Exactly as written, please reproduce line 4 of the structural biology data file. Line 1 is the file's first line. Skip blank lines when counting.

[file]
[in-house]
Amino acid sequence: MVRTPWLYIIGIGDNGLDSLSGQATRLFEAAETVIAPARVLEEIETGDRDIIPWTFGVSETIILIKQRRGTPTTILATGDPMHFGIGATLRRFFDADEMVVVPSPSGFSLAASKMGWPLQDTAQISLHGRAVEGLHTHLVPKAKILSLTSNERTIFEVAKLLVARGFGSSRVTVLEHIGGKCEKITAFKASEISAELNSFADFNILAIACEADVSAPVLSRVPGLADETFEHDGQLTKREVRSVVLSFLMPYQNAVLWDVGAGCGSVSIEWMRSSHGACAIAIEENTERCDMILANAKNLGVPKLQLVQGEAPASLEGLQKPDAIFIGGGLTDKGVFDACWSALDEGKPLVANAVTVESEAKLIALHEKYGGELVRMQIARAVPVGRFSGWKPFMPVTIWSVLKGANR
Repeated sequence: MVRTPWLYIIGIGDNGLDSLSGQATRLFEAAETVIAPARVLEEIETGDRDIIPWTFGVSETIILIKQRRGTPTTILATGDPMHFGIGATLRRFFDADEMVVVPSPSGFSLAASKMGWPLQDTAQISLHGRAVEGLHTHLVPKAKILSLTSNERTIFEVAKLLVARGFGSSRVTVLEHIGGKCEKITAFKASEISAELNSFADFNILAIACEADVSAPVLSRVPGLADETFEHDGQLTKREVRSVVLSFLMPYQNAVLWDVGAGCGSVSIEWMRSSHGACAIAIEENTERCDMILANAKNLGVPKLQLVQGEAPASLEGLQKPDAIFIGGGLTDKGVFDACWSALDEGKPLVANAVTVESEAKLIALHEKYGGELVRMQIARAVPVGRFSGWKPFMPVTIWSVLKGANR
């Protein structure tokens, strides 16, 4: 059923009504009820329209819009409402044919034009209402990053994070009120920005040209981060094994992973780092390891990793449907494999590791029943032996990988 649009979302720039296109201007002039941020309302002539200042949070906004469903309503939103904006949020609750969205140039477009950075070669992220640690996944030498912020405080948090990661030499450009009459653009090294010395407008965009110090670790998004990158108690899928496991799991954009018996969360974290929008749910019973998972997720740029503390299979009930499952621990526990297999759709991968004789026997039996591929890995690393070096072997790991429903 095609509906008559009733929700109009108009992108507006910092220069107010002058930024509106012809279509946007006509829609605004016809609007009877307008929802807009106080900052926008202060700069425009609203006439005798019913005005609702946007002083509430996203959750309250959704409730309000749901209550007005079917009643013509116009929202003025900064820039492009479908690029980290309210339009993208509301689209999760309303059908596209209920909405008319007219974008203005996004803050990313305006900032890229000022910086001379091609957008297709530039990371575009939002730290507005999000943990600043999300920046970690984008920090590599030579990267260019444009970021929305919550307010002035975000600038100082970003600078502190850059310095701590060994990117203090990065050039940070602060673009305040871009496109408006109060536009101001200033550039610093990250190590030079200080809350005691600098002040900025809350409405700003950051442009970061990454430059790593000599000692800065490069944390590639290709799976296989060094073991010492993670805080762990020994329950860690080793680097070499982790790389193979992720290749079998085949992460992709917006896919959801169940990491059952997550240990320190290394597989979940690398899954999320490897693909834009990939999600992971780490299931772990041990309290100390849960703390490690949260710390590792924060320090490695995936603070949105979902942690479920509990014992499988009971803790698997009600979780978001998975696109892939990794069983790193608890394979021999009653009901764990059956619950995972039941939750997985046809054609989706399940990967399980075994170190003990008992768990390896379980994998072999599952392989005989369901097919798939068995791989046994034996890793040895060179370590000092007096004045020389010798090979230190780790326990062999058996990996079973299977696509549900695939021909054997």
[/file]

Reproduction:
């Protein structure tokens, strides 16, 4: 059923009504009820329209819009409402044919034009209402990053994070009120920005040209981060094994992973780092390891990793449907494999590791029943032996990988 649009979302720039296109201007002039941020309302002539200042949070906004469903309503939103904006949020609750969205140039477009950075070669992220640690996944030498912020405080948090990661030499450009009459653009090294010395407008965009110090670790998004990158108690899928496991799991954009018996969360974290929008749910019973998972997720740029503390299979009930499952621990526990297999759709991968004789026997039996591929890995690393070096072997790991429903 095609509906008559009733929700109009108009992108507006910092220069107010002058930024509106012809279509946007006509829609605004016809609007009877307008929802807009106080900052926008202060700069425009609203006439005798019913005005609702946007002083509430996203959750309250959704409730309000749901209550007005079917009643013509116009929202003025900064820039492009479908690029980290309210339009993208509301689209999760309303059908596209209920909405008319007219974008203005996004803050990313305006900032890229000022910086001379091609957008297709530039990371575009939002730290507005999000943990600043999300920046970690984008920090590599030579990267260019444009970021929305919550307010002035975000600038100082970003600078502190850059310095701590060994990117203090990065050039940070602060673009305040871009496109408006109060536009101001200033550039610093990250190590030079200080809350005691600098002040900025809350409405700003950051442009970061990454430059790593000599000692800065490069944390590639290709799976296989060094073991010492993670805080762990020994329950860690080793680097070499982790790389193979992720290749079998085949992460992709917006896919959801169940990491059952997550240990320190290394597989979940690398899954999320490897693909834009990939999600992971780490299931772990041990309290100390849960703390490690949260710390590792924060320090490695995936603070949105979902942690479920509990014992499988009971803790698997009600979780978001998975696109892939990794069983790193608890394979021999009653009901764990059956619950995972039941939750997985046809054609989706399940990967399980075994170190003990008992768990390896379980994998072999599952392989005989369901097919798939068995791989046994034996890793040895060179370590000092007096004045020389010798090979230190780790326990062999058996990996079973299977696509549900695939021909054997």